Taking a ride on the Downtowner
To request a ride, download the smart-phone application, “Downtowner.”
The Downtowner provides rides between the base of Silver Queen Gondola to the end of Mill Street and from Original curve to about two-blocks of the Music Tent on Eighth Street, according to city parking director Mitch Osur.
The rides are free but tips are encouraged.
For more information, visit http://www.ridedowntowner.com.
Fresh out of college during the heart of the economic recession, 22-year-old Stephen Murray said he had no choice but to create his own job.
“I had a psychology degree in 2009,” Murray said with a laugh. “It didn’t really qualify me for much.”
Growing up amid the hustle and bustle of South Florida, Murray decided there must be a more efficient way to travel downtown in crowded cities than anything that was available at the time.
“I just thought there has to be a friendlier, faster, more convenient way to get around,” said Murray, reflecting upon his time spent behind the wheel in bumper-to-bumper traffic or communicating with cab drivers in his hometown of Delray Beach, Florida.
With no kids, bills or much to lose, the unemployed college graduate thought, “Why not try to start a company?”
In the summer of 2012, Murray and two of his buddies did exactly that.
With the goal of providing a more convenient way to get around downtown, Murray, Travis Gleason and Ryan Spaargaren started Downtowner Inc., a free, on-demand ride service via compact electric vehicles.
You’ve likely seen or ridden in one these petite vehicles, which bear more resemblance to a golf cart than a traditional automobile, in town this summer.
Through a partnership with the city, Aspen is now the fourth city and first mountain town to offer the Downtowner service.
The other cities that have welcomed Downtowner Inc.: Delray Beach; Boca Raton, Florida; and Newport, California, respectively, are coastal metropolises that boast populations between six and 12 times larger than Aspen.
Despite this stark contrast, Murray believes Aspen is the perfect city to offer the Downtowner service.
Looking at both the quantitative and qualitative outcomes of the service during the first half of its trial period with the city of Aspen, city Parking Director Mitch Osur seems to agree.
The city’s decision to implement the $89,250 service between June 15 and Sept. 15 is part of its four-part approach to address the lack of available parking and congestion in Aspen’s downtown core.
The city is financing the program, which costs about $1,000 per day, through a supplemental budget that the council approved in October 2015, Osur said, as well as some Parking Department funds.
Doubling the price to park anywhere in the 16 blocks that make up the city’s downtown core for the months of June, July and August, as well as pushing its “Drive Less” program and expanding the WE-Cycle bike-share transit system are some of the other ways the city of Aspen hopes to resolve its traffic and parking issues.
“The important message here is that no one thing’s going to fix the parking and traffic problem,” Osur said. “It’s our biggest problem in town. And the most difficult one to solve.”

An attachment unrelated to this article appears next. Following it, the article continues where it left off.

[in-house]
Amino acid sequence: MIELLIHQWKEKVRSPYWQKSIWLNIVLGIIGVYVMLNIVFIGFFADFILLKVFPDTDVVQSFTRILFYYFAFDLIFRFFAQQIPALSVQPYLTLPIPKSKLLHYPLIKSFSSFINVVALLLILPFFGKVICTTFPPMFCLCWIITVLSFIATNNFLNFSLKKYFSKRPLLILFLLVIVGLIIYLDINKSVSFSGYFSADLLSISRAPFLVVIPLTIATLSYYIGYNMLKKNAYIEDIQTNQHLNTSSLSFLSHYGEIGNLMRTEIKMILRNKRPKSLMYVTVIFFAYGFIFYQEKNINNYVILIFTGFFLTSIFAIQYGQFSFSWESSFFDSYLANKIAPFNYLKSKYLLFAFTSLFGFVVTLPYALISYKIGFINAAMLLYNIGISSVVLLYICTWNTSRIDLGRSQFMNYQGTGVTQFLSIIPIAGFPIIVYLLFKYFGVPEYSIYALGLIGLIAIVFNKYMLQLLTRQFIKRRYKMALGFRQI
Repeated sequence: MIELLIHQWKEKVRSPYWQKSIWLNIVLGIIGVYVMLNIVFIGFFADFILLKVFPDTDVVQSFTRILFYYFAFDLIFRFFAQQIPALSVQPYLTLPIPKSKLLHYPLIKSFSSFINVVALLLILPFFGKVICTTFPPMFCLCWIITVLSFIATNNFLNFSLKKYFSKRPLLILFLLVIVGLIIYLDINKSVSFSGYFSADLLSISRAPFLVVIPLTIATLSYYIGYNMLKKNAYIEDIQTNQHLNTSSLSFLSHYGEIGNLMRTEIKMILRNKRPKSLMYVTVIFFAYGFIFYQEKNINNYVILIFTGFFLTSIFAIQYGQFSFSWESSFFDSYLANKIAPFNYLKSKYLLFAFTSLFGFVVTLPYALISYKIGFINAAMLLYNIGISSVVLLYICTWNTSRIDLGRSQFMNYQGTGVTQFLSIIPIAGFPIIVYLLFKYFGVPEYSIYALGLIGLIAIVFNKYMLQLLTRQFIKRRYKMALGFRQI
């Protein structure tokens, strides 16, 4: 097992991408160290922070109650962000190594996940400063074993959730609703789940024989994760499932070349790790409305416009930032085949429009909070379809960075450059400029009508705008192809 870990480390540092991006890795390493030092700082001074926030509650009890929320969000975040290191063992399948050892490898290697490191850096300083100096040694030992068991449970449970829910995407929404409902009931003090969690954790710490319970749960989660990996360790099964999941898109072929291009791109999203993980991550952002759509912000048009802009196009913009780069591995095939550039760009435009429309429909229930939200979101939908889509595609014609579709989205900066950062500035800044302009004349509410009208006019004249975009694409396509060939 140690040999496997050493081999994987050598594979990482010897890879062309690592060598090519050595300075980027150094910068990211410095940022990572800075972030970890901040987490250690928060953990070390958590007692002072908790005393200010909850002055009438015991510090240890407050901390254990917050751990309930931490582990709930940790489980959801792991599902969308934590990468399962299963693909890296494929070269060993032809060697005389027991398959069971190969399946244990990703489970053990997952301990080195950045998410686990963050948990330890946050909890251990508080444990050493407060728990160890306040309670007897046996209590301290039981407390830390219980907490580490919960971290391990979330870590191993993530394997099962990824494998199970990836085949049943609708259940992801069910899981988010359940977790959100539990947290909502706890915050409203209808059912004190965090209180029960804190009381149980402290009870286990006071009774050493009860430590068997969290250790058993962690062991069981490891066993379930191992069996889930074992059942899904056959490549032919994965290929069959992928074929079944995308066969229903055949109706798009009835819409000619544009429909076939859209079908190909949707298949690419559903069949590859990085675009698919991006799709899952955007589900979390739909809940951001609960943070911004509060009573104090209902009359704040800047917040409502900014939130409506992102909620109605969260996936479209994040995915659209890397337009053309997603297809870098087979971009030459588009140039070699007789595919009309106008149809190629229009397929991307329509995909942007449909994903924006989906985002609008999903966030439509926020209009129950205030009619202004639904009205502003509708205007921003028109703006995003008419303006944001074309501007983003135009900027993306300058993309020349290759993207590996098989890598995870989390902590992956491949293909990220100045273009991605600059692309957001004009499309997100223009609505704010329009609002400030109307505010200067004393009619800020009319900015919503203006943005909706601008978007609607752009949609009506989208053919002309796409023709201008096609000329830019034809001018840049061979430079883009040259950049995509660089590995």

With the Parking Department’s “four-pronged attack,” Osur is happy to report that he’s seen a change downtown so far this summer.
“We’re seeing increased turnover in the core and there are empty spaces in the core on a regular basis,” he said. “It’s working exactly as planned.”
Tracking the number of Downtowner rides each week and seeing where the rides are going also provides insight into to whether the program is meeting the city’s goal to get people out of their cars, Osur said.
For example, between July 11 and 17, the Downtowner provided 34 rides from town to the Hickory House, 63 rides to or from City Market and 49 rides to or from Clark’s Market.
“These are cars off the road,” Osur said, assuming that most people would not have otherwise walked to the Hickory House from town or lugged loads of groceries home by hand.
In its first 13 days in Aspen, from June 17 to 30, the Downtowner provided 746 free, tip-based rides to 1,743 passengers. From July 4 to 10, there were 440 rides and 1,094 passengers. From July 11 to 17, there were 492 rides and 1,201 passengers.
What’s more, Osur said, is that “people really seem to love” the service.
Osur said the only group to not give glowing remarks is High Mountain Taxi.
“They’re not totally happy with us,” he said. “And I get that. But we’re trying to work with the taxis extremely well and limit the damage.”
High Mountain Taxi declined to comment when reached by The Aspen Times.
The cab company aside, Osur said he has “received nothing but positive feedback” from local residents and visitors, along with restaurant and hotel managers and retailers.
On Tuesday, first-time Downtowner passenger Richard Geiski said he thinks the service is a “fantastic” idea.
“I’m surprised no one has thought of it before,” he said, adding that he loves that the vehicle is environmentally friendly.
“I think the more companies like this, the better off the city’s going to be and the environment’s going to be,” said Geiski, who has lived in the valley for at least two decades.
“It’s better than Uber,” said Aspen visitor and Downtowner passenger Sofia Pokrzywa, who also reported a positive experience with the service.
With both services’ user-friendly, app-based approaches, it’s easy to draw a parallel the Downtowner and Uber.
While acknowledging the similarities between the two businesses, Murray said the Downtowner is not a competitor to any taxi or transportation service that already exists.
“What we’re doing isn’t replacing anything,” he said. “We’re supplementing it.
“There’s still a really big need for fast, friendly, local service within the downtown core that gets you from point A to point B.”
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